Detention without charge

In the immediate aftermath of the horrific events in the US of 11 September, 2001, the UK Government immediately announced that it would amend existing terrorism legislation (even though it had been overhauled just a year earlier by the Terrorism Act 2000).

Exactly two months after the attacks in America, the UK Government introduced an Order announcing that, because of the threat of terrorism, it no longer intended to uphold the right to liberty under the European Convention on Human Rights in certain terrorism-related circumstances.

The Anti-Terrorism Crime and Security Act 2001 was introduced in Parliament on 12 November, 2001 as emergency legislation and rushed through Parliament in just over a month.

Part 4 of the Act allowed for a suspected international terrorist to be deported but, if that wasn’t possible (because, for example, the person would be tortured or killed if returned to their home country), a foreign national suspected of involvement in terrorism could be indefinitely imprisoned without charge or trial.

For three years, a group of men were detained in high security prisons and mental health institutions under this power - without ever knowing the suspicions that kept them there, let alone having been convicted of any offence.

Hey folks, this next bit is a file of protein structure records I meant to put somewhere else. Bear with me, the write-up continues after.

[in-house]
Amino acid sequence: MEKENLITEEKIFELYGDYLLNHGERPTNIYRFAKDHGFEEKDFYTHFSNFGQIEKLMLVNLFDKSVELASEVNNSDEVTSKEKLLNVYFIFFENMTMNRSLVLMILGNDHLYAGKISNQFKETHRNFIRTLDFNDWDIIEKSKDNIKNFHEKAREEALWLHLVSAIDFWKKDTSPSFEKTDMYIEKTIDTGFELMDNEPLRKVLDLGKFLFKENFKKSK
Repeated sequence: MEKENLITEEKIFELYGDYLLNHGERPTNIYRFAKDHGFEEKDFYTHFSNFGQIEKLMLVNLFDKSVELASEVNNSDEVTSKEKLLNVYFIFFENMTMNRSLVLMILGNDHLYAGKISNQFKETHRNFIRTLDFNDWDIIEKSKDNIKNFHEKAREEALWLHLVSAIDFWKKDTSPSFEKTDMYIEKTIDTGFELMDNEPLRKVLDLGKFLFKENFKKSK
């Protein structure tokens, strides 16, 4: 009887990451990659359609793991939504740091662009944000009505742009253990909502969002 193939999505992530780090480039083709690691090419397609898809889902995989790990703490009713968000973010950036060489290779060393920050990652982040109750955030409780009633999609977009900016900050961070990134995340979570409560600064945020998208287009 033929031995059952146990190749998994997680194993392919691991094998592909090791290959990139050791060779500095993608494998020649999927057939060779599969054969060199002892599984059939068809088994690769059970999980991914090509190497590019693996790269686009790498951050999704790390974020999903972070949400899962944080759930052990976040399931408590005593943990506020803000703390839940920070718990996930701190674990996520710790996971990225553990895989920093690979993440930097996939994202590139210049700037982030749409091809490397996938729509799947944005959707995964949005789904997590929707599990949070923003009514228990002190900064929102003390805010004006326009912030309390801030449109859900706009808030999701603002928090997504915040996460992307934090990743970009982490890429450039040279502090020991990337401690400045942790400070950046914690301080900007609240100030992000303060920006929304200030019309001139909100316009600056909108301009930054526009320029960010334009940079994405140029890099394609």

They were appointed special security-cleared lawyers that had access to the information held about them, but not to the men themselves.

They were allowed their own lawyers, but these lawyers were not allowed to see the material about their clients.

This Kafkaesque situation was brought to an end after the House of Lords, in December 2004 (in a case Liberty intervened in), held that the indefinite detention of foreign nationals without charge was in breach of the right to liberty under the Human Rights Act.

The Court held that the Government’s Order announcing that the UK was not bound by the right to liberty was unlawful, as this could only be made in an emergency to the extent that is 'strictly necessary'. The fact that the law only locked up foreign nationals, and not British nationals who might also pose a threat to national security, demonstrated that these discriminatory measures were not strictly necessary. The Court then made a declaration of incompatibility, saying that the legislation was incompatible with the right to liberty under the Human Rights Act.

The Government's response to the judgment was to repeal Part 4 of the 2001 Act. However, it was initially replaced with the unsafe and unfair control order regime and, more recently, the almost-identical Terrorism Prevention and Investigation Measures (TPIMs).

Liberty has campaigned tirelessly, both in Parliament and in the courts, against indefinite detention without charge and the control order and TPIMs regimes. We believe that suspects should know the case against them, stand trial and, if found guilty, be imprisoned.

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